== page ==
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At 21, I Almost Lost Thousands of Dollars in a Babysitting Scam. I’m Still Dealing With the Fallout Today.

The year was 2016. I was a 21-year-old fresh out of college, working the occasional babysitting job while I figured out what to do with my life. That fall, a woman contacted me through Care.com, a website connecting caregivers with families looking for help. She was based in Florida but moving to Colorado with her two children and seeking a nanny. Her new address was close to mine, and most importantly, the pay was good. Like, move-out-of-my-parents’-home-and-into-my-own-apartment good. So when she offered me the position, I happily accepted.

We kept in touch over the following weeks, sending text messages as opposed to speaking on the phone, which was her preference due to a hearing disability. When her son suddenly fell sick, she—understandably—delayed the move. After a few weeks of back-and-forth texting with no improvement to her son’s health, she asked if she could send me $4,000 to buy some essential items she would need for her new home. I felt so bad for her. Having a kid in the hospital was awful enough, but in the middle of a cross-country move? I agreed, wanting to help in any way that I could (and keep the job), and she put me in touch with her assistant, who would transfer the money.

At this point, it’s obvious that something was off, right?

At this point, it’s obvious that something was off, right? But that’s because you have the whole story in one lump sum. Just like you got all the juicy details of Anna Sorokin’s scams in a neatly summarized viral magazine feature and, more recently, in one bingeable Netflix series called Inventing Anna. Created by Shonda Rhimes, the show follows the Russian-born Sorokin, notoriously known as Anna Delvey (played by Julia Garner), as she scams New York City’s upper crust out of hundreds of thousands of dollars to fund her own exclusive art-focused Soho House–esque club, all the while swearing she was a German heiress wealthy enough to pay them all back…eventually. Rachel Williams, a journalist (played by Katie Lowes), was one of Anna’s so-called friends who missed the seemingly obvious red flags whipping in the wind above the con artist’s sketchy behavior and ultimately got stuck with more than $60,000 in credit card debt. In real life, though, Anna strategically spaced those glaring red flags apart, allowing enough time between each one so that everything seemed perfectly normal. It didn’t hurt that the fraudster regularly tipped with $100 bills and had a rotating wardrobe of designer clothes, among other signifiers of wealth. Of course she was good for it, right?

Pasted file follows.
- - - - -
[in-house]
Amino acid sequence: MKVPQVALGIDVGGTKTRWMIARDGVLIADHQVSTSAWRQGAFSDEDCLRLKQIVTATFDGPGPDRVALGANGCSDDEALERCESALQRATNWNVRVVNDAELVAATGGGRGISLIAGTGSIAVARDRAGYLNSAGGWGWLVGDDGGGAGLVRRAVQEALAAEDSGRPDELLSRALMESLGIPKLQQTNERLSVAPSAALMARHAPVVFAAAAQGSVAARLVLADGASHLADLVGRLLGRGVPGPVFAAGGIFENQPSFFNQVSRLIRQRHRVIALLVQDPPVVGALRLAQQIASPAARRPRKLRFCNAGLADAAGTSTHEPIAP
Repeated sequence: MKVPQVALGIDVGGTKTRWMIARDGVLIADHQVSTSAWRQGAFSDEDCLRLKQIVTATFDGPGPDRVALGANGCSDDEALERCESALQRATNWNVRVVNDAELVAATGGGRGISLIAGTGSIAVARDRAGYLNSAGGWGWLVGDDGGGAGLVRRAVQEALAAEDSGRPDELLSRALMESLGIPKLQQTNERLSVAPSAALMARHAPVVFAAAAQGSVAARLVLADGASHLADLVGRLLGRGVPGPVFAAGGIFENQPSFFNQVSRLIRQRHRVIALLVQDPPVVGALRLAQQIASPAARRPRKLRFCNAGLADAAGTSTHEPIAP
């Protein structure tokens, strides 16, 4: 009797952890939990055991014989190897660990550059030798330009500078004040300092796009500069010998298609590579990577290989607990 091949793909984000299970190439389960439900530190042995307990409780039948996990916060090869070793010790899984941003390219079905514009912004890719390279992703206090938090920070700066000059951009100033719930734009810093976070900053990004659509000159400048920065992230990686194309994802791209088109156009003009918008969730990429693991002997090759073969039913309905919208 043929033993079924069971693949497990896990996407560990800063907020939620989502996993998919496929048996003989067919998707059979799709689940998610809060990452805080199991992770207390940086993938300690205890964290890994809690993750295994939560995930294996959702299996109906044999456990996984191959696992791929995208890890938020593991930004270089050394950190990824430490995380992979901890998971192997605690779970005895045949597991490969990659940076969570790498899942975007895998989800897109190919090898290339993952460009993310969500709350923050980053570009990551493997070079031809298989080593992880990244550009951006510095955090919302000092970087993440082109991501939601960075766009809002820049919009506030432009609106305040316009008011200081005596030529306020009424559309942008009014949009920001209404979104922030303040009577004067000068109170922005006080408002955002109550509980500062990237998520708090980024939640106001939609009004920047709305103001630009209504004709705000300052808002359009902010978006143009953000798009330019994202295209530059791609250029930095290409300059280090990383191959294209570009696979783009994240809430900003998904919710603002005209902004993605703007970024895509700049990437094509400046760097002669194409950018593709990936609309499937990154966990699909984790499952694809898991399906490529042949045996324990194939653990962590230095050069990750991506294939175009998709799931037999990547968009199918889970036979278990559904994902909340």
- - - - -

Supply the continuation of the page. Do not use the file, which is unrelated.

In my interactions with the woman on Care.com, nothing by itself seemed strange enough to sound off alarm bells, just as no single incident had given Rachel pause. But that’s the thing with scammers. Their lies drip out in such bite-sized, digestible drops that you don’t even realize you’re being poisoned. In the moment, it just sounds like life. Credit cards get declined. Paperwork gets lost. Kids get sick. Moves get delayed. It’s when the pieces are strung together that you start to see the larger pattern.

It’s when the pieces are strung together that you start to see the larger pattern.